Does this wordplay distract?
Presume you're reading along a short story just fine, no bumps yet. Then, nearing the very end of a high-action climax, you read this single-sentence paragraph below. Two questions. 1) Is the word "howled" used accurately? 2) More importantly, does the phrasing pull you out of the story?
The wind howled an angry growl, and grew ever more impatient that the living still ruled the stable.
Edit: "impatient that the living still ruled the stable." In the story, there are forces trying to kill our protagonist and his companions. The wind is personified as representing the will of all those forces arrayed against them, conveying that the characters feel like even nature itself is out to get them.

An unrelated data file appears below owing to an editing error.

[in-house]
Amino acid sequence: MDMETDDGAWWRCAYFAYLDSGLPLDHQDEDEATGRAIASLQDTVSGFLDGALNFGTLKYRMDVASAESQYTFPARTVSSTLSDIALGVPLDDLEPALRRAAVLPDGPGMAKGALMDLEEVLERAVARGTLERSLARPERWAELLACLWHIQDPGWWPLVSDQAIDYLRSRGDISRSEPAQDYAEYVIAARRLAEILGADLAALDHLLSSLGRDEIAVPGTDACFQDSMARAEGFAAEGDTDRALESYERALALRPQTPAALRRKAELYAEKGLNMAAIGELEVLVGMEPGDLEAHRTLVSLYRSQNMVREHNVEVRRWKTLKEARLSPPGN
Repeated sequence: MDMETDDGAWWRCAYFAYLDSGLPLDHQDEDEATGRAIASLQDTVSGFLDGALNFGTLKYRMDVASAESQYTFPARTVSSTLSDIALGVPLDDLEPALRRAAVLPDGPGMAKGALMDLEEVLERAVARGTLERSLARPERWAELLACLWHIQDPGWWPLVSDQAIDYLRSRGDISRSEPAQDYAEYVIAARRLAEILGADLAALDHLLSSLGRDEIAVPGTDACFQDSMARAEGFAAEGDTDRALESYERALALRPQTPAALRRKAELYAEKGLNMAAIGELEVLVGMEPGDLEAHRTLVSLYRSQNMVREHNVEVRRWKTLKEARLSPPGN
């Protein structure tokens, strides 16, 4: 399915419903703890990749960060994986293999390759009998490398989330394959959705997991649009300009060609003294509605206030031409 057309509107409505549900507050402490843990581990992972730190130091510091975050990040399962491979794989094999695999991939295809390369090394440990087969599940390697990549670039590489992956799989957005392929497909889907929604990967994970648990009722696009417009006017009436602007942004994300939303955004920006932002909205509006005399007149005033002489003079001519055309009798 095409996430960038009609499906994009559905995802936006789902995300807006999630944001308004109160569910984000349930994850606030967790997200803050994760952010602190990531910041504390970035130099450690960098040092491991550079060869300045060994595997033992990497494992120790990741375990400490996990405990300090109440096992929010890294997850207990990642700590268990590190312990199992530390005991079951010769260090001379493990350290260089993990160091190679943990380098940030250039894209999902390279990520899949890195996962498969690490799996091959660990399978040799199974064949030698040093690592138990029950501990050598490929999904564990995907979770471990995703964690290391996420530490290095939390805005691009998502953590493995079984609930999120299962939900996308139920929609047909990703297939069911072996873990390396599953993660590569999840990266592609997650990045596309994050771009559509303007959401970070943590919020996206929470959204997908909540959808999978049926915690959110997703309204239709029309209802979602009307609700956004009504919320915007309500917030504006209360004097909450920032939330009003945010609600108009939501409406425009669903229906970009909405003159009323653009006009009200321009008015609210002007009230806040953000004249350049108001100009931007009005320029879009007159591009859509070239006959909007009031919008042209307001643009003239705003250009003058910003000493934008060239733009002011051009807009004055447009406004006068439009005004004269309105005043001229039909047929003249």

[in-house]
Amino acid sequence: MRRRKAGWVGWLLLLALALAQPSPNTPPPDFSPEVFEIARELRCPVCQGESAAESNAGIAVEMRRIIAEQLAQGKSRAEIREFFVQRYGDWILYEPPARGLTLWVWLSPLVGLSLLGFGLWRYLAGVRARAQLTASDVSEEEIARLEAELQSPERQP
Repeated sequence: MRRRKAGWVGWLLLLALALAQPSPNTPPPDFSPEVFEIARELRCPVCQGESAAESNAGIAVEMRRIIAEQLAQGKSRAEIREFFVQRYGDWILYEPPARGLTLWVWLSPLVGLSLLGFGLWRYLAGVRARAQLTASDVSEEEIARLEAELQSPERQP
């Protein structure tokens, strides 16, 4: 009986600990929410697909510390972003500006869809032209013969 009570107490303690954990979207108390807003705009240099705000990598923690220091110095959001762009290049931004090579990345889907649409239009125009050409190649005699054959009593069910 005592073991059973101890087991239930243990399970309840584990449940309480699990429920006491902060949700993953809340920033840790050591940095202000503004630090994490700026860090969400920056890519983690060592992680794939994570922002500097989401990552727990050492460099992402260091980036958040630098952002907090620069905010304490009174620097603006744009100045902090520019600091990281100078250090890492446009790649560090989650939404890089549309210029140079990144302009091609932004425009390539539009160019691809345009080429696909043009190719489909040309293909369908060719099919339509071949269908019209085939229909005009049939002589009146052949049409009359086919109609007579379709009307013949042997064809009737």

The question is more about the "howled an angry growl" phrase.
Howling and growling are two very different sounds in my mind, so that threw me off a bit. I'd recommend picking one and using a metaphor to describe the intensity of the sound instead--what are they howling or growling like?
As for the second half of the sentence, it confuses me. It might not in context, but I honestly have no way of being certain. It's worth examining in the larger context of the story and trying to figure out if it makes sense or if it's simply trying to sound clever. (There's nothing wrong with trying to sound clever--so long as it makes your reader feel clever, too.)
If you are in difficulties with a book, try the element of surprise: attack it at an hour when it isn't expecting it. ~ H.G. Wells
If a person offend you, and you are in doubt as to whether it was intentional or not, do not resort to extreme measures; simply watch your chance and hit him with a brick. ~ Mark Twain
R, SF, SHM, SHM, SHM, F, R, HM, SHM, R, HM, R, F, SHM, SHM, SHM, SF, SHM, 1st Place (Q2 V38)
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